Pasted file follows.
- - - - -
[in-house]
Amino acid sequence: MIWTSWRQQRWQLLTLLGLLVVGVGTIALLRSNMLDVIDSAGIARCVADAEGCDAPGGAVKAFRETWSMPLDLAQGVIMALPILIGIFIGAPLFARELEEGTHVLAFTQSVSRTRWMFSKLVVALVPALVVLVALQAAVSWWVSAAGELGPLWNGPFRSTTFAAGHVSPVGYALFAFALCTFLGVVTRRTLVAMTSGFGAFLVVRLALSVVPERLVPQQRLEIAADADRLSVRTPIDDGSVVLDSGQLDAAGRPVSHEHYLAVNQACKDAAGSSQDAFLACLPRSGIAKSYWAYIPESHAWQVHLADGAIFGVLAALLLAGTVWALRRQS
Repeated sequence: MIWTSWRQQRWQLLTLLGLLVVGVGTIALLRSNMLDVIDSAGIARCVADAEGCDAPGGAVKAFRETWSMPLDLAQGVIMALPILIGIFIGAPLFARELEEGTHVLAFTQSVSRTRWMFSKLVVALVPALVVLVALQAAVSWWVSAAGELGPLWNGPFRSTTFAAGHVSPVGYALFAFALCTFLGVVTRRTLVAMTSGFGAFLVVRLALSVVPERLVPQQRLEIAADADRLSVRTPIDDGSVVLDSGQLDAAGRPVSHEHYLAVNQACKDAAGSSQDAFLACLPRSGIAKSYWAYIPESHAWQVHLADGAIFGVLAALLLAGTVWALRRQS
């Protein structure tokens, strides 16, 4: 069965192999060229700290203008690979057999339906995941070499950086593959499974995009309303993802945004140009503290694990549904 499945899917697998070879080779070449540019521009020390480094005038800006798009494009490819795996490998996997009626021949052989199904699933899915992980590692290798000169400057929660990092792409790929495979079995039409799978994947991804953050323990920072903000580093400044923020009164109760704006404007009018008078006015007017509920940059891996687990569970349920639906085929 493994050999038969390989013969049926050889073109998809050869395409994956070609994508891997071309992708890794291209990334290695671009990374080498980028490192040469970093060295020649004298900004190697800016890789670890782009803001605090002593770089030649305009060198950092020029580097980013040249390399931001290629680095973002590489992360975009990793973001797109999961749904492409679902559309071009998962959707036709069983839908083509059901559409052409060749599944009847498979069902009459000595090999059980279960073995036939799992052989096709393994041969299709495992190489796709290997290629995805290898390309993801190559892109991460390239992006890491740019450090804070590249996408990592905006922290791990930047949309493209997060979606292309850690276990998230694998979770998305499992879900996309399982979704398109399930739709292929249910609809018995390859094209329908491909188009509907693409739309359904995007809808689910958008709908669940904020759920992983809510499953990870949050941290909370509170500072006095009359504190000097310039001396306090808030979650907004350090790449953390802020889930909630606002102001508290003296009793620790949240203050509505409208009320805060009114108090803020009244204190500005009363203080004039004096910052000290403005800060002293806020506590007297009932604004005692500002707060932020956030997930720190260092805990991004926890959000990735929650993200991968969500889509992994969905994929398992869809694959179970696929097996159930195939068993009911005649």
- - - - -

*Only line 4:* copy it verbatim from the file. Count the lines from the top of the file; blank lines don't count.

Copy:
């Protein structure tokens, strides 16, 4: 069965192999060229700290203008690979057999339906995941070499950086593959499974995009309303993802945004140009503290694990549904 499945899917697998070879080779070449540019521009020390480094005038800006798009494009490819795996490998996997009626021949052989199904699933899915992980590692290798000169400057929660990092792409790929495979079995039409799978994947991804953050323990920072903000580093400044923020009164109760704006404007009018008078006015007017509920940059891996687990569970349920639906085929 493994050999038969390989013969049926050889073109998809050869395409994956070609994508891997071309992708890794291209990334290695671009990374080498980028490192040469970093060295020649004298900004190697800016890789670890782009803001605090002593770089030649305009060198950092020029580097980013040249390399931001290629680095973002590489992360975009990793973001797109999961749904492409679902559309071009998962959707036709069983839908083509059901559409052409060749599944009847498979069902009459000595090999059980279960073995036939799992052989096709393994041969299709495992190489796709290997290629995805290898390309993801190559892109991460390239992006890491740019450090804070590249996408990592905006922290791990930047949309493209997060979606292309850690276990998230694998979770998305499992879900996309399982979704398109399930739709292929249910609809018995390859094209329908491909188009509907693409739309359904995007809808689910958008709908669940904020759920992983809510499953990870949050941290909370509170500072006095009359504190000097310039001396306090808030979650907004350090790449953390802020889930909630606002102001508290003296009793620790949240203050509505409208009320805060009114108090803020009244204190500005009363203080004039004096910052000290403005800060002293806020506590007297009932604004005692500002707060932020956030997930720190260092805990991004926890959000990735929650993200991968969500889509992994969905994929398992869809694959179970696929097996159930195939068993009911005649």